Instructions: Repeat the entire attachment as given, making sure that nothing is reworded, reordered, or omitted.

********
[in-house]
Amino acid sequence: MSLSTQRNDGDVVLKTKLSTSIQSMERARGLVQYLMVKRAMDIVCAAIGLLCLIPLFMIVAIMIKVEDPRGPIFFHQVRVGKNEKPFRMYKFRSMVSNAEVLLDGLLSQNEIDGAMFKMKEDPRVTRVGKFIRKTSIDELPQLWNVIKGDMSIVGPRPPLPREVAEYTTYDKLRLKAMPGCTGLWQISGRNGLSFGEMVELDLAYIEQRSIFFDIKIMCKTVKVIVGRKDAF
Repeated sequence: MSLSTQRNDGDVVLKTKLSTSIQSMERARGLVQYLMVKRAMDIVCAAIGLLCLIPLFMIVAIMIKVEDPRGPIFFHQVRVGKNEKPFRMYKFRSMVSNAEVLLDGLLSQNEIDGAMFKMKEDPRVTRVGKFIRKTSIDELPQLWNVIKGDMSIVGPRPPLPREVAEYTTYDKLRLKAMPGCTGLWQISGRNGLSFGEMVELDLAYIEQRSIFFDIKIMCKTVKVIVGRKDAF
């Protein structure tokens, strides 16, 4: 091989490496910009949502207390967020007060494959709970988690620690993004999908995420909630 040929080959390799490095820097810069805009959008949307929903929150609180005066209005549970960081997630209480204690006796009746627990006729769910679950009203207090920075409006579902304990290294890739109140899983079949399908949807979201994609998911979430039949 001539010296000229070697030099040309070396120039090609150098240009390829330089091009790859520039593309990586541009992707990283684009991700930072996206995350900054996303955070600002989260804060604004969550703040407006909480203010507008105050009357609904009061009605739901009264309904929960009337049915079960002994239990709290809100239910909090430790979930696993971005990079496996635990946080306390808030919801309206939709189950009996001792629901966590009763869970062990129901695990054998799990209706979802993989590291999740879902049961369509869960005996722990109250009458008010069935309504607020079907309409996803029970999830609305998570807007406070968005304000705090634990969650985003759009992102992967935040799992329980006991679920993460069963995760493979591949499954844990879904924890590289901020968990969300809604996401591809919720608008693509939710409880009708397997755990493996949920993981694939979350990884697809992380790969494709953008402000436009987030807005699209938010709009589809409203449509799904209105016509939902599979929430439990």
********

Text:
[in-house]
Amino acid sequence: MSLSTQRNDGDVVLKTKLSTSIQSMERARGLVQYLMVKRAMDIVCAAIGLLCLIPLFMIVAIMIKVEDPRGPIFFHQVRVGKNEKPFRMYKFRSMVSNAEVLLDGLLSQNEIDGAMFKMKEDPRVTRVGKFIRKTSIDELPQLWNVIKGDMSIVGPRPPLPREVAEYTTYDKLRLKAMPGCTGLWQISGRNGLSFGEMVELDLAYIEQRSIFFDIKIMCKTVKVIVGRKDAF
Repeated sequence: MSLSTQRNDGDVVLKTKLSTSIQSMERARGLVQYLMVKRAMDIVCAAIGLLCLIPLFMIVAIMIKVEDPRGPIFFHQVRVGKNEKPFRMYKFRSMVSNAEVLLDGLLSQNEIDGAMFKMKEDPRVTRVGKFIRKTSIDELPQLWNVIKGDMSIVGPRPPLPREVAEYTTYDKLRLKAMPGCTGLWQISGRNGLSFGEMVELDLAYIEQRSIFFDIKIMCKTVKVIVGRKDAF
């Protein structure tokens, strides 16, 4: 091989490496910009949502207390967020007060494959709970988690620690993004999908995420909630 040929080959390799490095820097810069805009959008949307929903929150609180005066209005549970960081997630209480204690006796009746627990006729769910679950009203207090920075409006579902304990290294890739109140899983079949399908949807979201994609998911979430039949 001539010296000229070697030099040309070396120039090609150098240009390829330089091009790859520039593309990586541009992707990283684009991700930072996206995350900054996303955070600002989260804060604004969550703040407006909480203010507008105050009357609904009061009605739901009264309904929960009337049915079960002994239990709290809100239910909090430790979930696993971005990079496996635990946080306390808030919801309206939709189950009996001792629901966590009763869970062990129901695990054998799990209706979802993989590291999740879902049961369509869960005996722990109250009458008010069935309504607020079907309409996803029970999830609305998570807007406070968005304000705090634990969650985003759009992102992967935040799992329980006991679920993460069963995760493979591949499954844990879904924890590289901020968990969300809604996401591809919720608008693509939710409880009708397997755990493996949920993981694939979350990884697809992380790969494709953008402000436009987030807005699209938010709009589809409203449509799904209105016509939902599979929430439990």